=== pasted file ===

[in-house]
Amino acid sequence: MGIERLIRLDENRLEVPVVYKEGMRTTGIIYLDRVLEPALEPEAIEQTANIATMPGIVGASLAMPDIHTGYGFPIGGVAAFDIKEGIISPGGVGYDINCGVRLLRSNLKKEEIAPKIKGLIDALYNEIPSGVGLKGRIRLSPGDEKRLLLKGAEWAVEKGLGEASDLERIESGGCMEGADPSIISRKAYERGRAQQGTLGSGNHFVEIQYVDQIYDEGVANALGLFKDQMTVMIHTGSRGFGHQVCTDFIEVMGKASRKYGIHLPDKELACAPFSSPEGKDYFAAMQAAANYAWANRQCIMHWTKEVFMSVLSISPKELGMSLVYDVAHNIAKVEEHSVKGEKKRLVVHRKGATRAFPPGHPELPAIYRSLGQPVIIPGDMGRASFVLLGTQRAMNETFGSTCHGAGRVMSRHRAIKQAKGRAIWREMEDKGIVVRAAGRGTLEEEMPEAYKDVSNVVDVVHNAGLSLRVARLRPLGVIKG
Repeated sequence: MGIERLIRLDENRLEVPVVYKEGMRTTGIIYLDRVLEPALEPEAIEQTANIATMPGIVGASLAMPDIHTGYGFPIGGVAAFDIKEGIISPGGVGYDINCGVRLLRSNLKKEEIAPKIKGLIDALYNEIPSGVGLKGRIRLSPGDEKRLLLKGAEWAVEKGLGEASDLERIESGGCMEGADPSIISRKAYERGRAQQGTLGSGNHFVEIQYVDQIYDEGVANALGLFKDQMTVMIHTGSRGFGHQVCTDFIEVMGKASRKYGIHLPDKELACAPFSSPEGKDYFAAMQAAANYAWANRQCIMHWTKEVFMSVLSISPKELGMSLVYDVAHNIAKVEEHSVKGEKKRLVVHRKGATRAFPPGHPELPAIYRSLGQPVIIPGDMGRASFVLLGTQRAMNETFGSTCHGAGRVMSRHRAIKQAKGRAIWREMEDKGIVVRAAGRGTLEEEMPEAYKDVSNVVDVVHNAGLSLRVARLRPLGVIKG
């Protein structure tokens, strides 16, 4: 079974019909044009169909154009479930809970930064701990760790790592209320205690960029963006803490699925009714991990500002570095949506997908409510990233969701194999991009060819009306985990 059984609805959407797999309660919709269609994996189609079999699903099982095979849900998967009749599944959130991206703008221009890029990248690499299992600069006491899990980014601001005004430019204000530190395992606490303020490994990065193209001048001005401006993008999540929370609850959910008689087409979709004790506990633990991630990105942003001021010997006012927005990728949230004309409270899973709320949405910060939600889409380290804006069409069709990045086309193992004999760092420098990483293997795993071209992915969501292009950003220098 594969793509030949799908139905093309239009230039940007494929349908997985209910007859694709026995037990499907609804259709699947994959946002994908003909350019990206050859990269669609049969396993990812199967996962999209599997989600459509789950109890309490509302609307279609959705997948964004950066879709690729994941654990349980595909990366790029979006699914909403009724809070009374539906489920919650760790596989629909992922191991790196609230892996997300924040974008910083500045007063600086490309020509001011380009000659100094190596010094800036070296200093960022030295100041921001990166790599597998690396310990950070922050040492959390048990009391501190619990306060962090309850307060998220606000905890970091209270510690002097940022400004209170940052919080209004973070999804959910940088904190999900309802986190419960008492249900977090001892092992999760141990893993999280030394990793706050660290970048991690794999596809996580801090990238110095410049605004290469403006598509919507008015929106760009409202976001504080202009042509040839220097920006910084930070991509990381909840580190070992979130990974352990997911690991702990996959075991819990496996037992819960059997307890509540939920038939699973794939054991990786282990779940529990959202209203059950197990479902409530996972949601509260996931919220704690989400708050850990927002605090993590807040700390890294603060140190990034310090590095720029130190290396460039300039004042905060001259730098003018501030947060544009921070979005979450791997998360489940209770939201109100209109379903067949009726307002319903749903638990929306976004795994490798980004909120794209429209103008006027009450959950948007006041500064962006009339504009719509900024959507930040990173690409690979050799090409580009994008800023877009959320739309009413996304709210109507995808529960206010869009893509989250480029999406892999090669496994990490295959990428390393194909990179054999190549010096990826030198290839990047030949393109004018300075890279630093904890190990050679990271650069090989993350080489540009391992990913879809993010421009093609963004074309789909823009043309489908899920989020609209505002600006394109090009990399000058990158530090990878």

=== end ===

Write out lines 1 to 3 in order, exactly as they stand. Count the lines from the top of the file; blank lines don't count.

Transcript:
[in-house]
Amino acid sequence: MGIERLIRLDENRLEVPVVYKEGMRTTGIIYLDRVLEPALEPEAIEQTANIATMPGIVGASLAMPDIHTGYGFPIGGVAAFDIKEGIISPGGVGYDINCGVRLLRSNLKKEEIAPKIKGLIDALYNEIPSGVGLKGRIRLSPGDEKRLLLKGAEWAVEKGLGEASDLERIESGGCMEGADPSIISRKAYERGRAQQGTLGSGNHFVEIQYVDQIYDEGVANALGLFKDQMTVMIHTGSRGFGHQVCTDFIEVMGKASRKYGIHLPDKELACAPFSSPEGKDYFAAMQAAANYAWANRQCIMHWTKEVFMSVLSISPKELGMSLVYDVAHNIAKVEEHSVKGEKKRLVVHRKGATRAFPPGHPELPAIYRSLGQPVIIPGDMGRASFVLLGTQRAMNETFGSTCHGAGRVMSRHRAIKQAKGRAIWREMEDKGIVVRAAGRGTLEEEMPEAYKDVSNVVDVVHNAGLSLRVARLRPLGVIKG
Repeated sequence: MGIERLIRLDENRLEVPVVYKEGMRTTGIIYLDRVLEPALEPEAIEQTANIATMPGIVGASLAMPDIHTGYGFPIGGVAAFDIKEGIISPGGVGYDINCGVRLLRSNLKKEEIAPKIKGLIDALYNEIPSGVGLKGRIRLSPGDEKRLLLKGAEWAVEKGLGEASDLERIESGGCMEGADPSIISRKAYERGRAQQGTLGSGNHFVEIQYVDQIYDEGVANALGLFKDQMTVMIHTGSRGFGHQVCTDFIEVMGKASRKYGIHLPDKELACAPFSSPEGKDYFAAMQAAANYAWANRQCIMHWTKEVFMSVLSISPKELGMSLVYDVAHNIAKVEEHSVKGEKKRLVVHRKGATRAFPPGHPELPAIYRSLGQPVIIPGDMGRASFVLLGTQRAMNETFGSTCHGAGRVMSRHRAIKQAKGRAIWREMEDKGIVVRAAGRGTLEEEMPEAYKDVSNVVDVVHNAGLSLRVARLRPLGVIKG